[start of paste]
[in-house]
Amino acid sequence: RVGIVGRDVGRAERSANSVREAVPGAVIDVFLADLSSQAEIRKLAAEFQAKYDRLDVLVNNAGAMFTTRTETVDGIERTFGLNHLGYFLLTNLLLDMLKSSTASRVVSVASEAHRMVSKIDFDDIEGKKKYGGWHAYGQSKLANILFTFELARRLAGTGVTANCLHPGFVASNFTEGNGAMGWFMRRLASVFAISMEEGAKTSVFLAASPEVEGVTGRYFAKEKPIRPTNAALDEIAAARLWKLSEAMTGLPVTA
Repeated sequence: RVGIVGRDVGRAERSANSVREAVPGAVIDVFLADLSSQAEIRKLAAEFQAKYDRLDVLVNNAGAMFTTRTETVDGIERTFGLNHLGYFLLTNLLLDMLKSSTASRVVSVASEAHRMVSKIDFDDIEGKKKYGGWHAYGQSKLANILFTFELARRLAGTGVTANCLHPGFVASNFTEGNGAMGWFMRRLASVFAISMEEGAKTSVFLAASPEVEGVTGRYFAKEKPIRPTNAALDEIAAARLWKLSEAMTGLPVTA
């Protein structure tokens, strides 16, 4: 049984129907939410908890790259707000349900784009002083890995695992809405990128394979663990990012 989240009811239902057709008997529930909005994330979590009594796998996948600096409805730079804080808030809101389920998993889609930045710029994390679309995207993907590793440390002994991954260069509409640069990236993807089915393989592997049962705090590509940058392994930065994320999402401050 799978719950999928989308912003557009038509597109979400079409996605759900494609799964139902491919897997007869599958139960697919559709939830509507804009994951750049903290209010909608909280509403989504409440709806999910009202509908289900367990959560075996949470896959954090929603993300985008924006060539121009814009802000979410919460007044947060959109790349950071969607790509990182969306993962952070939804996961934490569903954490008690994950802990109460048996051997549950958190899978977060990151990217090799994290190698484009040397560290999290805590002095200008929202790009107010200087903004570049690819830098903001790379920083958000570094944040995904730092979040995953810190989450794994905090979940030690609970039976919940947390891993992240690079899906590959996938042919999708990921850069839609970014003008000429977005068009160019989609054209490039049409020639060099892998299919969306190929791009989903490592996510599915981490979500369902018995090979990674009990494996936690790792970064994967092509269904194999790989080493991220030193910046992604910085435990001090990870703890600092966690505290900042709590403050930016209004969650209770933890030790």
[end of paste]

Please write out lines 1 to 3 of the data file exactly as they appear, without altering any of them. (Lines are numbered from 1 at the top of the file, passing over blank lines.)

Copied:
[in-house]
Amino acid sequence: RVGIVGRDVGRAERSANSVREAVPGAVIDVFLADLSSQAEIRKLAAEFQAKYDRLDVLVNNAGAMFTTRTETVDGIERTFGLNHLGYFLLTNLLLDMLKSSTASRVVSVASEAHRMVSKIDFDDIEGKKKYGGWHAYGQSKLANILFTFELARRLAGTGVTANCLHPGFVASNFTEGNGAMGWFMRRLASVFAISMEEGAKTSVFLAASPEVEGVTGRYFAKEKPIRPTNAALDEIAAARLWKLSEAMTGLPVTA
Repeated sequence: RVGIVGRDVGRAERSANSVREAVPGAVIDVFLADLSSQAEIRKLAAEFQAKYDRLDVLVNNAGAMFTTRTETVDGIERTFGLNHLGYFLLTNLLLDMLKSSTASRVVSVASEAHRMVSKIDFDDIEGKKKYGGWHAYGQSKLANILFTFELARRLAGTGVTANCLHPGFVASNFTEGNGAMGWFMRRLASVFAISMEEGAKTSVFLAASPEVEGVTGRYFAKEKPIRPTNAALDEIAAARLWKLSEAMTGLPVTA